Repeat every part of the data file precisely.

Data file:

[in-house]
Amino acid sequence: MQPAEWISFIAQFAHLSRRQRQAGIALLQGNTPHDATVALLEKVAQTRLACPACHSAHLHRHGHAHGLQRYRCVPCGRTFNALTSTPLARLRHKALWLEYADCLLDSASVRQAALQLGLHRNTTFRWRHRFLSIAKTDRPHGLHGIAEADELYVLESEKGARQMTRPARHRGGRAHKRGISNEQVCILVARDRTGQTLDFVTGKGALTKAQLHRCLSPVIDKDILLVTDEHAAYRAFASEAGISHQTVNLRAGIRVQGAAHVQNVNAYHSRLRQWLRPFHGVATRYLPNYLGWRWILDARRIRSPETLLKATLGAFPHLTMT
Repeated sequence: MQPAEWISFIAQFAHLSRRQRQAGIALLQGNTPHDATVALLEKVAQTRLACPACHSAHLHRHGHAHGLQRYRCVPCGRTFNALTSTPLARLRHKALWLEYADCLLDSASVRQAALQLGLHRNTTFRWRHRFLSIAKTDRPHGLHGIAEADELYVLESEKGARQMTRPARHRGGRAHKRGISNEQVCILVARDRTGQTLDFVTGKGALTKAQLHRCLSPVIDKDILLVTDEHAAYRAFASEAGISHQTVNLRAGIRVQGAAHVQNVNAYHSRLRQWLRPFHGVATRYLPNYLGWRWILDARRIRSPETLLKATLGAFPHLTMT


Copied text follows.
[in-house]
Amino acid sequence: MQPAEWISFIAQFAHLSRRQRQAGIALLQGNTPHDATVALLEKVAQTRLACPACHSAHLHRHGHAHGLQRYRCVPCGRTFNALTSTPLARLRHKALWLEYADCLLDSASVRQAALQLGLHRNTTFRWRHRFLSIAKTDRPHGLHGIAEADELYVLESEKGARQMTRPARHRGGRAHKRGISNEQVCILVARDRTGQTLDFVTGKGALTKAQLHRCLSPVIDKDILLVTDEHAAYRAFASEAGISHQTVNLRAGIRVQGAAHVQNVNAYHSRLRQWLRPFHGVATRYLPNYLGWRWILDARRIRSPETLLKATLGAFPHLTMT
Repeated sequence: MQPAEWISFIAQFAHLSRRQRQAGIALLQGNTPHDATVALLEKVAQTRLACPACHSAHLHRHGHAHGLQRYRCVPCGRTFNALTSTPLARLRHKALWLEYADCLLDSASVRQAALQLGLHRNTTFRWRHRFLSIAKTDRPHGLHGIAEADELYVLESEKGARQMTRPARHRGGRAHKRGISNEQVCILVARDRTGQTLDFVTGKGALTKAQLHRCLSPVIDKDILLVTDEHAAYRAFASEAGISHQTVNLRAGIRVQGAAHVQNVNAYHSRLRQWLRPFHGVATRYLPNYLGWRWILDARRIRSPETLLKATLGAFPHLTMT